E-Flora BC: Electronic Atlas of the Flora of British Columbia

Allotropa virgata Torr. & A. Gray ex A. Gray
candystick (sugarstick)
Ericaceae (Crowberry family)
(Previously in Monotropaceae)

Introduction to Vascular Plants

© Jim Riley  Email the photographer   (Photo ID #47)

E-Flora BC Static Map
Distribution of Allotropa virgata
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Introduction

This unusual looking species is native to the western US (CA, ID, MT, NV, OR, WA) and Canada (BC). In British Columbia, it is primarily found in the southwestern corner of the province, where it has been collected most frequently on eastern Vancouver Island. There are reports from the area north of Kamloops, and the Sicamous area. It may be overlooked in some areas.

Candystick is an erect perennial rhizomatous clonal species 10-50 cm tall with scale-like leaves and single, often multiple, unbranched stems. Stems arise from "a diffuse, deep-seated root system bearing branch roots and adventitious buds at intervals along its length" (Lichthardt and Mancuso 1991). Seeds are tiny (1 mm), with more than 100 per seed capsule, and are wind-dispersed. Plants persist after seed dispersal. Deer have been observed browsing this species, and may play a role in seed dispersal (Bureau of Land Management 2010).

Candystick is a member of the Monotropoideae--the subfamily of plants within the Ericaceae that lack chlorophyll. It is mycotrophic, and obtains its food from mycorrhizal fungi that are associated with nearby coniferous trees (sometimes hardwood trees (Lichthardt and Mancuso 1991)). In BC, it has been found in mesic to dry Douglas-fir forests in the lowland and montane zones at elevations of 30 to 900 m on nutrient poor sites. In the US, it is commonly found in lodgepole pine-beargrass communities on granitic soils but has also been found under ponderosa pine, subalpine fir and western red cedar (Lichthardt and Mancuso 1991).

Although not documented, it is possible that this species may exhibit dormancy and flowering stems may not appear every year--like other members of the Monotropoideae which can remain dormant for up to thirteen years (Bureau of Land Management 2010).

Species Information

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General:
Perennial herb from a rhizome; parasites on mycorrhizal fungi associated with trees; "stems" erect, simple, 10-50 cm tall, 4-10 mm thick, glabrous, white with red or maroon stripes; persistent after seed dispersal; lacking chlorophyll.
Leaves:
Linear-lanceolate, scale-like, 20-35 mm long.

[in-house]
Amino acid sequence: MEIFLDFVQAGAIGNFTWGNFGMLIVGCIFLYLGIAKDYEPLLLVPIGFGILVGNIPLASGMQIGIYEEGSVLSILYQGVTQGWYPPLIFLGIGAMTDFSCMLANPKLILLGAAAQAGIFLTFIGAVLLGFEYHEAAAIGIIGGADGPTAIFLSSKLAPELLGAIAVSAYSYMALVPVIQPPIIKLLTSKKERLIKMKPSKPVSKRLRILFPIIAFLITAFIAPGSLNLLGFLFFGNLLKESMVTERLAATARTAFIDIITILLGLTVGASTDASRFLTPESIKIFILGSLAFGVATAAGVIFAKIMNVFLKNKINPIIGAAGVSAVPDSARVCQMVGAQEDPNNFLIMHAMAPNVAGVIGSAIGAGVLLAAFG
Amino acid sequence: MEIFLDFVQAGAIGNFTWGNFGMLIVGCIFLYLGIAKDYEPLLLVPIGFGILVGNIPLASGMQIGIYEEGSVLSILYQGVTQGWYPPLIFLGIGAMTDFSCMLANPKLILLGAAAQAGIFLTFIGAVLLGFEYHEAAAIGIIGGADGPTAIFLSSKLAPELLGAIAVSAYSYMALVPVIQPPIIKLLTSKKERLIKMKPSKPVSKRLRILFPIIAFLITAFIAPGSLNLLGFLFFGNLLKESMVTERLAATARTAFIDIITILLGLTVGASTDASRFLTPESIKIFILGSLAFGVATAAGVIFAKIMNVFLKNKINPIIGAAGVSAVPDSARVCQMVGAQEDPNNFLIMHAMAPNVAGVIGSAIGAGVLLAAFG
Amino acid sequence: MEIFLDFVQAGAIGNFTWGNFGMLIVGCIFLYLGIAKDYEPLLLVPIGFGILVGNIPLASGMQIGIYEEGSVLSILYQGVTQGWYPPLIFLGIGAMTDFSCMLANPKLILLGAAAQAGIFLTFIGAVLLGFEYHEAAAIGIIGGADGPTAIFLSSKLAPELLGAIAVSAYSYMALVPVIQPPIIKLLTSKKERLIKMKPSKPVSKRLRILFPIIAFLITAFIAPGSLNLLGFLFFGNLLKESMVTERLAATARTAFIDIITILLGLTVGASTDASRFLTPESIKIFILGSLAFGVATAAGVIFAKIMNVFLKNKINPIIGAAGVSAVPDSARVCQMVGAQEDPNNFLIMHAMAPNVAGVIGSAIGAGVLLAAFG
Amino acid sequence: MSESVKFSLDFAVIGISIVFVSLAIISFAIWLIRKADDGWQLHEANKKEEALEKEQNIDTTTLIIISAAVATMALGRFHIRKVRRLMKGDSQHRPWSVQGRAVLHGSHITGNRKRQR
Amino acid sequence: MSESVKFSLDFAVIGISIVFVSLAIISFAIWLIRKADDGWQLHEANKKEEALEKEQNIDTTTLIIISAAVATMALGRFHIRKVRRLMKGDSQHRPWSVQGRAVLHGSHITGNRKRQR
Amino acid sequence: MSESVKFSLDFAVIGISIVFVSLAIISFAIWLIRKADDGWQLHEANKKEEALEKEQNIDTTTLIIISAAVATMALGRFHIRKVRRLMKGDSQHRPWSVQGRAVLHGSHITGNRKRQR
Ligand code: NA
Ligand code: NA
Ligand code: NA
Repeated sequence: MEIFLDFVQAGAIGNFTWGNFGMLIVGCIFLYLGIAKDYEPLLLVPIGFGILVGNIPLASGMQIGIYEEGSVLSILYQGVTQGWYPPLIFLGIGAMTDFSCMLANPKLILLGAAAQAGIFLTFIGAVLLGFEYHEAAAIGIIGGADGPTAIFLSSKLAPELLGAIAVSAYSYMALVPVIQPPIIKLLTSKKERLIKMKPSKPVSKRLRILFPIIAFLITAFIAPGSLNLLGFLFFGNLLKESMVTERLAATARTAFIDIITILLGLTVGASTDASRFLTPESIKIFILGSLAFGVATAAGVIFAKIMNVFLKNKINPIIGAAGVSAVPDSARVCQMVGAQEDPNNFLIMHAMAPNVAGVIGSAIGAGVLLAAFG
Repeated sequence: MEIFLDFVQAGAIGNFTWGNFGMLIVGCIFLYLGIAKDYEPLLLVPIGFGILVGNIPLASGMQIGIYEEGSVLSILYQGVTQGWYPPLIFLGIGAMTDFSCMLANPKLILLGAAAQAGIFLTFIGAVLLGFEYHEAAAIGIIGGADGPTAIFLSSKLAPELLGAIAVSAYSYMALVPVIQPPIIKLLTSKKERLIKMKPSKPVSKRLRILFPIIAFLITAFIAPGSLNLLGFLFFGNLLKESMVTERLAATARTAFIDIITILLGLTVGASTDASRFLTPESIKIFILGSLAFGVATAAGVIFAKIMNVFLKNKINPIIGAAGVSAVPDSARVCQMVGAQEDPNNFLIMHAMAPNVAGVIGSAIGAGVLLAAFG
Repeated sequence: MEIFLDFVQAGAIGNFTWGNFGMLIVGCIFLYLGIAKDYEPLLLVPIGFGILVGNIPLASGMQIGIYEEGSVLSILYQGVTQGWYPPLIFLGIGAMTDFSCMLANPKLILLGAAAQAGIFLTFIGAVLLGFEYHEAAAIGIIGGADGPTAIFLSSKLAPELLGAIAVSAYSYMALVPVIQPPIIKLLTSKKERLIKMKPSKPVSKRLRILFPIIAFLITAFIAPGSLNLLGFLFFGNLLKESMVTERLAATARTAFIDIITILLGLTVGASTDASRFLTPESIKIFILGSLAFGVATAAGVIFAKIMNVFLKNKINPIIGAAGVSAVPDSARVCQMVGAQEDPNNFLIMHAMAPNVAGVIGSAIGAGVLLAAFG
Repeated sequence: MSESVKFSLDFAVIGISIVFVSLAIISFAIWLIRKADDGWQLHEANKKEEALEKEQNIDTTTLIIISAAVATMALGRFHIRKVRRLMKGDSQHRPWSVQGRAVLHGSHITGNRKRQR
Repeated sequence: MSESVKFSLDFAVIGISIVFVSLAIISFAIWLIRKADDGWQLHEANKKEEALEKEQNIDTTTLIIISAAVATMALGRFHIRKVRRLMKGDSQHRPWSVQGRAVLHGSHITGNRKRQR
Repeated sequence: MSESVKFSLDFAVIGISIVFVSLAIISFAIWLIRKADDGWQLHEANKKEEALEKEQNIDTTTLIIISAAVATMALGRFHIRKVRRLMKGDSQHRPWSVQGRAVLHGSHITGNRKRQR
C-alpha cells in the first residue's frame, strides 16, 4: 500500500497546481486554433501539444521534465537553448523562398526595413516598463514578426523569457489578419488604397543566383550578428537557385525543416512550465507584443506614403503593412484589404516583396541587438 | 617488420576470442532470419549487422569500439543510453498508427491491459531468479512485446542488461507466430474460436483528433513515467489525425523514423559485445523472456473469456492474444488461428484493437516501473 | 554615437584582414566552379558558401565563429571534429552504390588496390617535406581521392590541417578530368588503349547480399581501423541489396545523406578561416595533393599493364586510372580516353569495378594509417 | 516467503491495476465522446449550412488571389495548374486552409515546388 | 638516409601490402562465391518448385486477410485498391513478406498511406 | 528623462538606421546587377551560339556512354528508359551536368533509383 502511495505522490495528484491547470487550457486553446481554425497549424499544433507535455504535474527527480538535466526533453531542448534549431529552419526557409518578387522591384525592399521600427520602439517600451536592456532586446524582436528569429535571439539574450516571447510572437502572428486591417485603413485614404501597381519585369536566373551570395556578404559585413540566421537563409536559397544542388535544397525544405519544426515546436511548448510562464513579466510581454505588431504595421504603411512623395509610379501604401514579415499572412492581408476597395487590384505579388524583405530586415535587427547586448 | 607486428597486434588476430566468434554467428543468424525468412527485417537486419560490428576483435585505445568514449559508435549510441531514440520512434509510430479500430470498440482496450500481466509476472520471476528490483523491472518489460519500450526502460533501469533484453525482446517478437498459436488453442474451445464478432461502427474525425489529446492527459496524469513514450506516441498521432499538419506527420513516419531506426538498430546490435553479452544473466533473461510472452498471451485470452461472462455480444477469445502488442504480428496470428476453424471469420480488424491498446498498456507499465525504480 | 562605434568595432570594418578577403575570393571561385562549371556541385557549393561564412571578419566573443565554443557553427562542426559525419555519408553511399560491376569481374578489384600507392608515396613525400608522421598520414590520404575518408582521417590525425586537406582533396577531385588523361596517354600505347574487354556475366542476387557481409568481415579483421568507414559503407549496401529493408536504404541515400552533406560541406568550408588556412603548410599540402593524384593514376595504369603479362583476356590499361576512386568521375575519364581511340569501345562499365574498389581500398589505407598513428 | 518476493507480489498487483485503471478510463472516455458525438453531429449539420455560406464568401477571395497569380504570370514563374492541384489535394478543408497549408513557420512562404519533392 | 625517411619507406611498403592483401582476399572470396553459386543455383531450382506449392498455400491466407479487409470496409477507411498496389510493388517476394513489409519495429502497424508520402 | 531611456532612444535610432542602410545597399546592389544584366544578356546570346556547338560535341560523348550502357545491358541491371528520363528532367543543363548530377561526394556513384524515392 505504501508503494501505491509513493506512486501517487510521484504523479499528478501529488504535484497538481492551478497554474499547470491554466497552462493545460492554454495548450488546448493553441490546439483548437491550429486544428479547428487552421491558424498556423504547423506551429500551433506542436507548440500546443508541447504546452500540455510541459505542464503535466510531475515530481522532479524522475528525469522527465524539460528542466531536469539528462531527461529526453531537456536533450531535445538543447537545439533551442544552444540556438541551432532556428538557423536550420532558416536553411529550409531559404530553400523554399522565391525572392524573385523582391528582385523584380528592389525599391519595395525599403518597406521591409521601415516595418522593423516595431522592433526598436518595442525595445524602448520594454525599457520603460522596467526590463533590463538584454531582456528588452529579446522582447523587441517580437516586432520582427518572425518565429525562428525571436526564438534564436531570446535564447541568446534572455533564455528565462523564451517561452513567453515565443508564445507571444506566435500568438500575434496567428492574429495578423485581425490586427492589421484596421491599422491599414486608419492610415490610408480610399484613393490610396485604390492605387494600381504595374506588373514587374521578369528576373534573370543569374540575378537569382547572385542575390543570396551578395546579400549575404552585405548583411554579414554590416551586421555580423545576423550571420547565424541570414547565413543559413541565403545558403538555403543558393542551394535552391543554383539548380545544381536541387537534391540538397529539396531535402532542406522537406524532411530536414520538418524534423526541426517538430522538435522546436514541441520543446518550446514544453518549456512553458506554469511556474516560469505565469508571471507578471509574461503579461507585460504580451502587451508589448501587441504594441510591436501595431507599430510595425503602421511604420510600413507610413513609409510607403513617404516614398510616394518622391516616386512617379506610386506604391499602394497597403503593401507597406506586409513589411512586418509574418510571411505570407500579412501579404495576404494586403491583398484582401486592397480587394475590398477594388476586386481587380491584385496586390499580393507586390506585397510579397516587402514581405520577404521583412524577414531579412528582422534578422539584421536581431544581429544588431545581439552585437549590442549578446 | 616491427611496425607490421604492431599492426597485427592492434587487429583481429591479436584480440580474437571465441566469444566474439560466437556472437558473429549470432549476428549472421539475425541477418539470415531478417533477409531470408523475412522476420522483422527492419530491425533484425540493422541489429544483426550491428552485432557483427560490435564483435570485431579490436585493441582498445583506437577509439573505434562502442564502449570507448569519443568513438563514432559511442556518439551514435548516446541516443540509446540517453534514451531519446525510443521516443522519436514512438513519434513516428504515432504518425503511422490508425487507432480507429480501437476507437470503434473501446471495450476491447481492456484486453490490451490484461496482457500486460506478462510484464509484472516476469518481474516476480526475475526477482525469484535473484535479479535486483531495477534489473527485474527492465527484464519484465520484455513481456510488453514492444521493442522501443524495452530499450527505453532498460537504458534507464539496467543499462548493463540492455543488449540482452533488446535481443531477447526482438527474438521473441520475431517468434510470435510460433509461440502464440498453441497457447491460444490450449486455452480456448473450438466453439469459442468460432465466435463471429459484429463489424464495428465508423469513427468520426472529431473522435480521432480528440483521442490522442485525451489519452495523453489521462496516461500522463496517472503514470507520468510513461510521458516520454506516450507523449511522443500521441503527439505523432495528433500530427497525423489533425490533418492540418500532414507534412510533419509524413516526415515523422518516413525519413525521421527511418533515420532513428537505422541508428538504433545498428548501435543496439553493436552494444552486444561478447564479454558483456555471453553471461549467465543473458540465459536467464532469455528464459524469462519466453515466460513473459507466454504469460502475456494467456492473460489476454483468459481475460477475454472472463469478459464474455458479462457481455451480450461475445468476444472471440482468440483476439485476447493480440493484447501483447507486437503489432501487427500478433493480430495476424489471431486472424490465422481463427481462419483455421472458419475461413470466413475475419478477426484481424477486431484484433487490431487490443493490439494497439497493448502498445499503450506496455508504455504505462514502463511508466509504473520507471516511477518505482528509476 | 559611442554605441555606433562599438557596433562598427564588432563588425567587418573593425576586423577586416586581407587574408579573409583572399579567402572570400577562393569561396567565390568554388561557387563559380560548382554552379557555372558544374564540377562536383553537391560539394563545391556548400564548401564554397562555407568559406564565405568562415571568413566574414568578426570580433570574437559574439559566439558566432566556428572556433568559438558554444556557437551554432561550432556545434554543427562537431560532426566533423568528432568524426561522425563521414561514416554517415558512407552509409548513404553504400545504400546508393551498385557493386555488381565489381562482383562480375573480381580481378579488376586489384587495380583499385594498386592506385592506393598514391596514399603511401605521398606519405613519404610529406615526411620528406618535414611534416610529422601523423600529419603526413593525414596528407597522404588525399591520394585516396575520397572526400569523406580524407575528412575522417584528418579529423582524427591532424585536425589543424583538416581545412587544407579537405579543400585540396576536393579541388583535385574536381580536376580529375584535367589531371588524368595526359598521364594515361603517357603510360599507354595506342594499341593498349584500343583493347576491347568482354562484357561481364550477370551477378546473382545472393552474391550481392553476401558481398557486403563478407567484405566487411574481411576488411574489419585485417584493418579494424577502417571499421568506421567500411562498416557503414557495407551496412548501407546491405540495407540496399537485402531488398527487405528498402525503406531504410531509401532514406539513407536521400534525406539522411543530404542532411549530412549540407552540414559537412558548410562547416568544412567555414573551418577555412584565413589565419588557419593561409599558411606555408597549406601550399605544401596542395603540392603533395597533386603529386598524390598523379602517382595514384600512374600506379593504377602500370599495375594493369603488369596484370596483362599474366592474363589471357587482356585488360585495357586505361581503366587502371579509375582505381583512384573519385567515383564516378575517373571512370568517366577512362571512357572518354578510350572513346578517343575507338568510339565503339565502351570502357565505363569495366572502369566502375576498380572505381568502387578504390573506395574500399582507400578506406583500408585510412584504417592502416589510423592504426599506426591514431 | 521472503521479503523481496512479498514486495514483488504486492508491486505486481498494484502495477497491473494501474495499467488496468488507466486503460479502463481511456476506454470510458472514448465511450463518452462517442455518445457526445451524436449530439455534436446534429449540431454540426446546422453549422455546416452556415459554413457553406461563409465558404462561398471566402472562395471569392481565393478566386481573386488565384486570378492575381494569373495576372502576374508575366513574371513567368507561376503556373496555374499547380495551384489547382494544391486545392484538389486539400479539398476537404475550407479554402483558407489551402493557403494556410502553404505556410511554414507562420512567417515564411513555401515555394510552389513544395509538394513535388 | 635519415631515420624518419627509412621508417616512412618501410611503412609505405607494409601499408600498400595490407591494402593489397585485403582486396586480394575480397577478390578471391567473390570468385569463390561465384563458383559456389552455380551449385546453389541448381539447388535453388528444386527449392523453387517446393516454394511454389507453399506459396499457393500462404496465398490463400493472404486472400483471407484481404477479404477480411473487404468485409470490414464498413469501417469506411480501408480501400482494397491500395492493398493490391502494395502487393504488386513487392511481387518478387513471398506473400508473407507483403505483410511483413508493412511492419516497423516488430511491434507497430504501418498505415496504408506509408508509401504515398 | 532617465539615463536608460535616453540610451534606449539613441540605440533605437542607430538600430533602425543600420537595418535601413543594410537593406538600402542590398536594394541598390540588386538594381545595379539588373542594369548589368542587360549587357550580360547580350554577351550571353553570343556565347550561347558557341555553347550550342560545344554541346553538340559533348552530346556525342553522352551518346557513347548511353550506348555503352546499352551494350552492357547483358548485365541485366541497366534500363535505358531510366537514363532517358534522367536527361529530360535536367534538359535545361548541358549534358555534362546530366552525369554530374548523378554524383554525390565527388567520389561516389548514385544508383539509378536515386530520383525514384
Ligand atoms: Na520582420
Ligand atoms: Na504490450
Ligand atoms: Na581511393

Flowers:
Inflorescence a spike-like, densely-flowered, terminal raceme, 5-20 cm long (about half the length of the stem); flower stalks erect; corollas cup-shaped, the petals 5, white or pinkish to brownish, about 5 mm long; calyces generally absent, rarely 2-4 sepals; stamens 10, exserted, purplish, anthers without awns.
Fruits:
Capsules, nearly globe-shaped, up to 5 mm wide.
Notes:
Petals are often incorrectly described as sepals. Stem and leaves can be considered part of the inflorescence.

Source: The Illustrated Flora of British Columbia

Habitat / Range

Mesic to dry forests in the montane and lowland zones; infrequent in extreme SW BC; S to MT, ID and CA.

Source: The Illustrated Flora of British Columbia

Ecology

Ecological Framework for Allotropa virgata

The table below shows the species-specific information calculated from
original data (BEC database) provided by the BC Ministry of Forests and Range.
(Updated August, 2013)

Site Information
Value / Class

Minimum

Average

Maximum

Elevation (metres) 30 351 900
Slope Gradient (%) 2 31 70
Aspect (degrees)
[0 - N; 90 - E; 180 - S; 270 - W]
45 226 315
Soil Moisture Regime (SMR)
[0 - very xeric; 4 - mesic;
8 - hydric]
1 2 4
Modal Nutrient Regime
Class
B
Number of field plots
 species was recorded in:
21
Modal BEC Zone Class
CWH
All BEC Zones (# of stations/zone) species was recorded in: CWH(18), ICH(2), IDF(1)

Ecological Indicator Information

A shade-intolerant, submontane to montane, Western North American parasite distributed more in the Pacific than the Cordilleran re­gion. Occurs in cool temperate and cool meso­thermal climates on very dry to moderately dry, nitrogen-poor soils (Mor humus forms). Its occurrence decreases with increasing latitude, precipitation, and continentality. Sporadic in open-canopy Douglas-fir forests on water-shedding sites. Commonly associated with Hylocomium splendens and Pleurozium schreberi. An oxylophytic species characteristic of moisture-deficient sites.

SourceIndicator Plants of Coastal British Columbia (Information applies to coastal locations only)

Climate

The climate type for this species, as reported in the: "British Columbia plant species codes and selected attributes. Version 6 Database" (Meidinger et al. 2008), is cool temperate & cool mesothermal.

Taxonomic and Nomenclatural Links

Additional Photo Sources

Related Databases

Species References

Bureau of Land Management. 2010. Vascular Plants: Allotropa virgata Information Page. The Survey and Manage Program of the Northwest Forest Plan. US Department of the Interior.

Lichthardt, Juanita and Michael Mancuso. 1991. Report on the Conservation Status of Allotropa virgata (candystick) on the Nez Perce National Forest. I. Field Survey and First- and Second-year Monitoring Results. Conservation Data Center Nongame and Endangered Wildlife Program November 1991, Idaho Department of Fish and Game.

General References